The State of Data Recruitment in the Netherlands
The data market in the Netherlands is already significant.
However, it’s expected to grow even larger over the next decade. Alongside this growth, Harnham’s role in the Netherlands is also expanding—so much so, that we’re planning on opening a local office in the region in the coming months.
With this in mind, we thought we’d take a step back to reflect on how the region’s data recruitment market has evolved over the past year and touch on what’s expected for the rest of 2023.
Trend #1: An Emphasis on Cloud Tech Stacks
While there are plenty of job seekers in the current market, there are also lots of companies looking to make hires. Because of this, we are expecting to encounter a very competitive and fast-paced first quarter for 2023.
In the business intelligence market specifically, we’re seeing companies invest more time and resources into developing their cloud platform tech stacks. This trend is becoming increasingly apparent in both job postings and through our client interactions.
In our experience, bigger companies typically prefer to use a Microsoft heavy stack such as Azure, whereas the smaller scale companies and start-ups lean towards Google and Amazon platforms such as AWS or Google Cloud.
Trend #2: Increased Demand for Analytics Engineers
When it comes to available positions, we’re seeing an increasing demand for analytics engineers, a trend that has exploded in the UK over the last 12-18 months and is now being emulated in the Netherlands.
Essentially, companies are seeking someone with a blended skill set, who has the ability to build out and operate a platform, and then take that data and translate it in a way that makes sense to key stakeholders in the business.
The fusion of the different skill sets that are required for these roles can make them challenging to recruit for. Typically, candidates are more experienced in either engineering or data—not both.
Trend #3: More English-Speakers
Over the past year, we have seen many companies shift from seeking Dutch-speaking candidates to operating almost exclusively in English. Some companies have even translated their whole website into English.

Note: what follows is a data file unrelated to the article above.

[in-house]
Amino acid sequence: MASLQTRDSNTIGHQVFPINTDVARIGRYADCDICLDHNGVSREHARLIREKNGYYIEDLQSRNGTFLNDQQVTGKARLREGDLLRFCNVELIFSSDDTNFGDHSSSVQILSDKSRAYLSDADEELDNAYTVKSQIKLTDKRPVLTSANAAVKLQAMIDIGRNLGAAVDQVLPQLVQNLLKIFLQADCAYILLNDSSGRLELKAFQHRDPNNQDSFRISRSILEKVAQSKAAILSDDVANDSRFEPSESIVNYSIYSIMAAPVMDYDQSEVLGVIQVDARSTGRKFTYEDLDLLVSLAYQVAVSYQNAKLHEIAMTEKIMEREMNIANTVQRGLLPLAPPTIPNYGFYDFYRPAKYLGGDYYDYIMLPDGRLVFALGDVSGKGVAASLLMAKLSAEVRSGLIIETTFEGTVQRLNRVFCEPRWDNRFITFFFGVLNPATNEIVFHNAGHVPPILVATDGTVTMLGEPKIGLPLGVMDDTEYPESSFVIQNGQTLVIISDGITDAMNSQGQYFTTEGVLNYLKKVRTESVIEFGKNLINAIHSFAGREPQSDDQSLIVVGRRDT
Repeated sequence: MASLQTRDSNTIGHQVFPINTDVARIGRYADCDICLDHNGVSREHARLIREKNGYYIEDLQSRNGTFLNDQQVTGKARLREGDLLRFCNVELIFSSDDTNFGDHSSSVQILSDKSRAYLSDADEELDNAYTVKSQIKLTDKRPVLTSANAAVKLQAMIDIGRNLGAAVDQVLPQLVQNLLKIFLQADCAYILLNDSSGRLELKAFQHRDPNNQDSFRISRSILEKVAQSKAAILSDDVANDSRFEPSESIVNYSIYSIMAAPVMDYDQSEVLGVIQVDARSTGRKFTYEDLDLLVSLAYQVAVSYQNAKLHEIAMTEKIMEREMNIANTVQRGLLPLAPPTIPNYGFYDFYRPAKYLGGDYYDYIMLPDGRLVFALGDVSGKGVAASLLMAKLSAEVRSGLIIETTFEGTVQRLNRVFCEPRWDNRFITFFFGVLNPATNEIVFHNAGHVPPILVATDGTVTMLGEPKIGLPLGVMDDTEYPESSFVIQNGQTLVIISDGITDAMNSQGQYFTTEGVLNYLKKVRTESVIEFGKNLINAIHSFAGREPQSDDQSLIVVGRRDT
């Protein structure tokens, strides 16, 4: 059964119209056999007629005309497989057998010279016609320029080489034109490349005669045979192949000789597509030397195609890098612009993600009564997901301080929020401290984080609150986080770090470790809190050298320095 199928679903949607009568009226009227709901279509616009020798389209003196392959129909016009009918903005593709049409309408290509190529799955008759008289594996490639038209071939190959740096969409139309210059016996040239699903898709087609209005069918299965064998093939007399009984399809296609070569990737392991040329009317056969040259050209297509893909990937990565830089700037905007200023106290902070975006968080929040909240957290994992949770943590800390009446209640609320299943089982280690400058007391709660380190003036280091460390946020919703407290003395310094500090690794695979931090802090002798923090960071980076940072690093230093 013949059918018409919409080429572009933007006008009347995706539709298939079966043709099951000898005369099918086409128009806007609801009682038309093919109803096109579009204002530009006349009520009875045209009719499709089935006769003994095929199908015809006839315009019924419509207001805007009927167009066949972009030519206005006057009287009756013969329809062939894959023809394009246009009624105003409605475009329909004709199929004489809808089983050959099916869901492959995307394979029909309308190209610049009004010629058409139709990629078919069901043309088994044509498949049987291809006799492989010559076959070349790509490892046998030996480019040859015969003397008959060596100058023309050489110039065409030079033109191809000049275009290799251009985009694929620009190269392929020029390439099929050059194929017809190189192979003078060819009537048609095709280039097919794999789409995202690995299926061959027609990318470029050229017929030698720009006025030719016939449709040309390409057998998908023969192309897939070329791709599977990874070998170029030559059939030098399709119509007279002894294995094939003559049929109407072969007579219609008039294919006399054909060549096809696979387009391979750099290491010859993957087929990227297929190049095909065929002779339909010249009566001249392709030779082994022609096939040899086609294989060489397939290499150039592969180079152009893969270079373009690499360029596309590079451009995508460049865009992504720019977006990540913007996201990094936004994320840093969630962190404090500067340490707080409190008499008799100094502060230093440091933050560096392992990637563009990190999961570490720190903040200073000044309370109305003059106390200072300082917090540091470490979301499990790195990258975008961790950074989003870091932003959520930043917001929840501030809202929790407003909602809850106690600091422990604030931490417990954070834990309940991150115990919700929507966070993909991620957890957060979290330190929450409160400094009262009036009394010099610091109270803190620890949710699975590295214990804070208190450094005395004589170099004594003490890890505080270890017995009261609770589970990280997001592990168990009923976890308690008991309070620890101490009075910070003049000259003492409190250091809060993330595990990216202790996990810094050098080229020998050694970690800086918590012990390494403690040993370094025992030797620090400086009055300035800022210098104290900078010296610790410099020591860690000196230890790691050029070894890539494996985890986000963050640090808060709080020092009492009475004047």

However, this shift to English hasn’t necessarily been a choice. Many companies have made the switch to English simply because it’s been too difficult to find local talent. Many Dutch natives are seeking contract or freelance work over permanent roles because of their flexibility and higher pay.
While Dutch talent is growing scarce, English-speaking candidates are becoming easier to find, largely because of the tax advantage known as the 30% ruling that gives foreign workers a 30 per cent tax benefit for five years. This has increased the supply of international candidates across the Netherlands, which has further incentivised local professionals to look elsewhere.
Trend #4: Employees Want a Hybrid Model
The pandemic made working from home the norm, but more recently, candidates are finding themselves less receptive to remote working and instead craving in-office opportunities. This is because many people have experienced feelings of isolation and a lack of productivity while working fully remote.
However, some smaller organisations that we work with are still opted for an almost fully remote model, for various reasons such as cost savings, etc. And these companies that are mostly remote are finding it challenging to source talent.
What’s on the Horizon?
While no one has a crystal ball, economic experts anticipate that the Netherlands will experience a lighter recession that’s unlikely to hamper the data market’s growth. In fact, it is still forecast to expand.
The travel industry in particular is projected to do well in 2023. It’s experiencing a recovery post-COVID, so we could potentially see an influx in available data jobs with travel companies like hotel chains and online booking websites.
As mentioned, we are expecting to see many companies finally making steps into analytics. We even have clients that have been operating for over a hundred years and are now dipping their toes into the analytics space – an indication that the Dutch market is maturing when it comes to companies seeing the value of data.
Of course, these modernisations are often accompanied by skeptics. When companies have employees who have never made decisions based on data and are reluctant to do so, a consultative approach is required to encourage a mindset shift.
If you are interested in pursuing a data career in the Netherlands or are planning to expand your team, this is an ideal time to explore your options. Harnham is opening an office in Amsterdam and will be on the ground for face-to-face consultations. Get in touch with Ross Henderson to book a meeting.
When to Hire a Permanent versus Contract Employee
Running a successful business is all about smart resourcing.
In other words, it’s important to have expertise on tap, without being over-resourced with more employees than work to do. Businesses ultimately want to build a team of flexible and skilled individuals whilst also always having workers available for more general tasks.
When should a business hire a permanent employee, and when does it make sense to bring in a contractor?